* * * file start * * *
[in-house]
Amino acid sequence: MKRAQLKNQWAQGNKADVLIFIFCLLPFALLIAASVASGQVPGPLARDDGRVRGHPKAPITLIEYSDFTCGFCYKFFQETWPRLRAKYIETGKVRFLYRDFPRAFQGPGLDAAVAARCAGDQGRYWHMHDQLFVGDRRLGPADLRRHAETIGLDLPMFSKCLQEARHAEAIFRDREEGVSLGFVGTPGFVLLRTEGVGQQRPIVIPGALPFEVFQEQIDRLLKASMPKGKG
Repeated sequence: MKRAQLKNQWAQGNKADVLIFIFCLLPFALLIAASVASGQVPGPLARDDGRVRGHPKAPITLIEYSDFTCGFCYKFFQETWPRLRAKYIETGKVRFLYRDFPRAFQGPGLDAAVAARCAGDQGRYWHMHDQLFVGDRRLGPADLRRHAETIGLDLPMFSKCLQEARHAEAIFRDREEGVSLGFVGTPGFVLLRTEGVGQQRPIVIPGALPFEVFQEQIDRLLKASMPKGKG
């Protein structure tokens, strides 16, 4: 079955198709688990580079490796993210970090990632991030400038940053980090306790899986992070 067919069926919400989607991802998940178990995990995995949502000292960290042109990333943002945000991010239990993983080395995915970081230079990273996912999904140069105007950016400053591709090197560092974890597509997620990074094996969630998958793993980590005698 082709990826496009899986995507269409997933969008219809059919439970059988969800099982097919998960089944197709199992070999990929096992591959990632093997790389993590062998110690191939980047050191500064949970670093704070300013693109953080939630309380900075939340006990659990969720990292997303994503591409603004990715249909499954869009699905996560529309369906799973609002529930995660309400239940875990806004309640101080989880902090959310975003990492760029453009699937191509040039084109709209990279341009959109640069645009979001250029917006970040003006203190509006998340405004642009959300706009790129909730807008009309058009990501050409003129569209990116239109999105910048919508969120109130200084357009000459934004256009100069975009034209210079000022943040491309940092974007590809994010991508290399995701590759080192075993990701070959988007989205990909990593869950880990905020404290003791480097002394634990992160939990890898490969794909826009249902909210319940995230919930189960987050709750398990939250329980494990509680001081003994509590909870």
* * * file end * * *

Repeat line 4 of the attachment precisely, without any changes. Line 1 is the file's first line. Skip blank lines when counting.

């Protein structure tokens, strides 16, 4: 079955198709688990580079490796993210970090990632991030400038940053980090306790899986992070 067919069926919400989607991802998940178990995990995995949502000292960290042109990333943002945000991010239990993983080395995915970081230079990273996912999904140069105007950016400053591709090197560092974890597509997620990074094996969630998958793993980590005698 082709990826496009899986995507269409997933969008219809059919439970059988969800099982097919998960089944197709199992070999990929096992591959990632093997790389993590062998110690191939980047050191500064949970670093704070300013693109953080939630309380900075939340006990659990969720990292997303994503591409603004990715249909499954869009699905996560529309369906799973609002529930995660309400239940875990806004309640101080989880902090959310975003990492760029453009699937191509040039084109709209990279341009959109640069645009979001250029917006970040003006203190509006998340405004642009959300706009790129909730807008009309058009990501050409003129569209990116239109999105910048919508969120109130200084357009000459934004256009100069975009034209210079000022943040491309940092974007590809994010991508290399995701590759080192075993990701070959988007989205990909990593869950880990905020404290003791480097002394634990992160939990890898490969794909826009249902909210319940995230919930189960987050709750398990939250329980494990509680001081003994509590909870």